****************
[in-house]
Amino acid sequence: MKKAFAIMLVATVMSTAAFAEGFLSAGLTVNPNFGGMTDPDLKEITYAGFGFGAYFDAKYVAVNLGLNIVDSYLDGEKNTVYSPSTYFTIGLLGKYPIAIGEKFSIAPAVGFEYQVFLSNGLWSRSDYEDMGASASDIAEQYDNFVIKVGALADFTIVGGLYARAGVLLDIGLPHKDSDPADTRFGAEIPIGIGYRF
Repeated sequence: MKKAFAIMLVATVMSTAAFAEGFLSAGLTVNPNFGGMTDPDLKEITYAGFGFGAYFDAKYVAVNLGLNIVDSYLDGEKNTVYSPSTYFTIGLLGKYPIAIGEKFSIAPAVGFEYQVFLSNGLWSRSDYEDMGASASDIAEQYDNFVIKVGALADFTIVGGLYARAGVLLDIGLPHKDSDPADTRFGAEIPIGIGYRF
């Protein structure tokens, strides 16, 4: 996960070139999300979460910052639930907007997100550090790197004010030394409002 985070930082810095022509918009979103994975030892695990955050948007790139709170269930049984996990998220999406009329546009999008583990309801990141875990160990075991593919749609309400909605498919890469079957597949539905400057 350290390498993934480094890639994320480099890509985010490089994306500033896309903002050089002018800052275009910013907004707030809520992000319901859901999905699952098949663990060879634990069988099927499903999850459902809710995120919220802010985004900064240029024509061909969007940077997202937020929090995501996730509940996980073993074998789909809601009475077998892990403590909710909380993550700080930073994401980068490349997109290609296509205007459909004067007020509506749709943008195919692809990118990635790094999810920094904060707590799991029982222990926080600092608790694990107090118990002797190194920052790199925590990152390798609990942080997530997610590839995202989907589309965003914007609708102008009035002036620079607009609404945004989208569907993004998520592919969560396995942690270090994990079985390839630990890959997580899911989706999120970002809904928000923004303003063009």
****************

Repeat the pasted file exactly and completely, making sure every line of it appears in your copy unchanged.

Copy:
[in-house]
Amino acid sequence: MKKAFAIMLVATVMSTAAFAEGFLSAGLTVNPNFGGMTDPDLKEITYAGFGFGAYFDAKYVAVNLGLNIVDSYLDGEKNTVYSPSTYFTIGLLGKYPIAIGEKFSIAPAVGFEYQVFLSNGLWSRSDYEDMGASASDIAEQYDNFVIKVGALADFTIVGGLYARAGVLLDIGLPHKDSDPADTRFGAEIPIGIGYRF
Repeated sequence: MKKAFAIMLVATVMSTAAFAEGFLSAGLTVNPNFGGMTDPDLKEITYAGFGFGAYFDAKYVAVNLGLNIVDSYLDGEKNTVYSPSTYFTIGLLGKYPIAIGEKFSIAPAVGFEYQVFLSNGLWSRSDYEDMGASASDIAEQYDNFVIKVGALADFTIVGGLYARAGVLLDIGLPHKDSDPADTRFGAEIPIGIGYRF
């Protein structure tokens, strides 16, 4: 996960070139999300979460910052639930907007997100550090790197004010030394409002 985070930082810095022509918009979103994975030892695990955050948007790139709170269930049984996990998220999406009329546009999008583990309801990141875990160990075991593919749609309400909605498919890469079957597949539905400057 350290390498993934480094890639994320480099890509985010490089994306500033896309903002050089002018800052275009910013907004707030809520992000319901859901999905699952098949663990060879634990069988099927499903999850459902809710995120919220802010985004900064240029024509061909969007940077997202937020929090995501996730509940996980073993074998789909809601009475077998892990403590909710909380993550700080930073994401980068490349997109290609296509205007459909004067007020509506749709943008195919692809990118990635790094999810920094904060707590799991029982222990926080600092608790694990107090118990002797190194920052790199925590990152390798609990942080997530997610590839995202989907589309965003914007609708102008009035002036620079607009609404945004989208569907993004998520592919969560396995942690270090994990079985390839630990890959997580899911989706999120970002809904928000923004303003063009």